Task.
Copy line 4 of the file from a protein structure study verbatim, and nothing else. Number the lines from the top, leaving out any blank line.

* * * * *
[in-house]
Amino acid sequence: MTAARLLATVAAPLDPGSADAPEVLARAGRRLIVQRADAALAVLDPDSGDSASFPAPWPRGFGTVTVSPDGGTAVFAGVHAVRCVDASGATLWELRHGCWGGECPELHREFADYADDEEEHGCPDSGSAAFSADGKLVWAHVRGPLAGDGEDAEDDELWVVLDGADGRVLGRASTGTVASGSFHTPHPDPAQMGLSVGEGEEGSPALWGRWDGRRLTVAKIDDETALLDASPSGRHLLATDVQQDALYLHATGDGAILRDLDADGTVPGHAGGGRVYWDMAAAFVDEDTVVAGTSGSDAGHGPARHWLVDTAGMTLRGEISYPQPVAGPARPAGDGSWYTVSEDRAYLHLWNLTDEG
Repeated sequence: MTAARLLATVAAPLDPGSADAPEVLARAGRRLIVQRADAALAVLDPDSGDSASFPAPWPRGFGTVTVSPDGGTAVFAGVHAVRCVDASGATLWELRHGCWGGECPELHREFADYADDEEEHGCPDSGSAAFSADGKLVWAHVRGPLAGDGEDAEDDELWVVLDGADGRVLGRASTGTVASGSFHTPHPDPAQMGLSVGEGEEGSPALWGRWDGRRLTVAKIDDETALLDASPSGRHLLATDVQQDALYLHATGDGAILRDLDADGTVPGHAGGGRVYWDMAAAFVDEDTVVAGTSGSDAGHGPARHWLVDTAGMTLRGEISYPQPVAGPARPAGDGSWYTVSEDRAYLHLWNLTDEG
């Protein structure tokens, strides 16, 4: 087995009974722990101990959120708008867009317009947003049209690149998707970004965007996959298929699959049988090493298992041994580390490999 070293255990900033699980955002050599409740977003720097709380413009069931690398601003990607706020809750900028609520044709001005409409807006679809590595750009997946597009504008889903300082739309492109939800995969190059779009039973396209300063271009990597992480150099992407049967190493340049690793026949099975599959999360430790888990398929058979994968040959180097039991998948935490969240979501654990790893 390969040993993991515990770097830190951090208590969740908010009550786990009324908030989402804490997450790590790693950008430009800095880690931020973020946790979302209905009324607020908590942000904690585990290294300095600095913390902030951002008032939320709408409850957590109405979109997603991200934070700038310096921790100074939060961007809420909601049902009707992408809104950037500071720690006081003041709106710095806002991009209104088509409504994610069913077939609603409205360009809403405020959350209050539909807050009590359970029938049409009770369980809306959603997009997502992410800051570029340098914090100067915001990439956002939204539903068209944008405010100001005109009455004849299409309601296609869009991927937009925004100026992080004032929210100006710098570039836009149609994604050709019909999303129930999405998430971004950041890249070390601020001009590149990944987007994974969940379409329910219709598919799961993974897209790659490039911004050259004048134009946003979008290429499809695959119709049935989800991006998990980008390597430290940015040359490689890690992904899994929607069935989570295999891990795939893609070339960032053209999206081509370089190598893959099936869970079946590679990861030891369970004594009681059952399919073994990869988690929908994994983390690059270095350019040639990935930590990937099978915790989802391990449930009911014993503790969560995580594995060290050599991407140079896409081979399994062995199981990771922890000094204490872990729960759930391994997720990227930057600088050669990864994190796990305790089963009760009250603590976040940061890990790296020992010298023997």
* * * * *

């Protein structure tokens, strides 16, 4: 087995009974722990101990959120708008867009317009947003049209690149998707970004965007996959298929699959049988090493298992041994580390490999 070293255990900033699980955002050599409740977003720097709380413009069931690398601003990607706020809750900028609520044709001005409409807006679809590595750009997946597009504008889903300082739309492109939800995969190059779009039973396209300063271009990597992480150099992407049967190493340049690793026949099975599959999360430790888990398929058979994968040959180097039991998948935490969240979501654990790893 390969040993993991515990770097830190951090208590969740908010009550786990009324908030989402804490997450790590790693950008430009800095880690931020973020946790979302209905009324607020908590942000904690585990290294300095600095913390902030951002008032939320709408409850957590109405979109997603991200934070700038310096921790100074939060961007809420909601049902009707992408809104950037500071720690006081003041709106710095806002991009209104088509409504994610069913077939609603409205360009809403405020959350209050539909807050009590359970029938049409009770369980809306959603997009997502992410800051570029340098914090100067915001990439956002939204539903068209944008405010100001005109009455004849299409309601296609869009991927937009925004100026992080004032929210100006710098570039836009149609994604050709019909999303129930999405998430971004950041890249070390601020001009590149990944987007994974969940379409329910219709598919799961993974897209790659490039911004050259004048134009946003979008290429499809695959119709049935989800991006998990980008390597430290940015040359490689890690992904899994929607069935989570295999891990795939893609070339960032053209999206081509370089190598893959099936869970079946590679990861030891369970004594009681059952399919073994990869988690929908994994983390690059270095350019040639990935930590990937099978915790989802391990449930009911014993503790969560995580594995060290050599991407140079896409081979399994062995199981990771922890000094204490872990729960759930391994997720990227930057600088050669990864994190796990305790089963009760009250603590976040940061890990790296020992010298023997």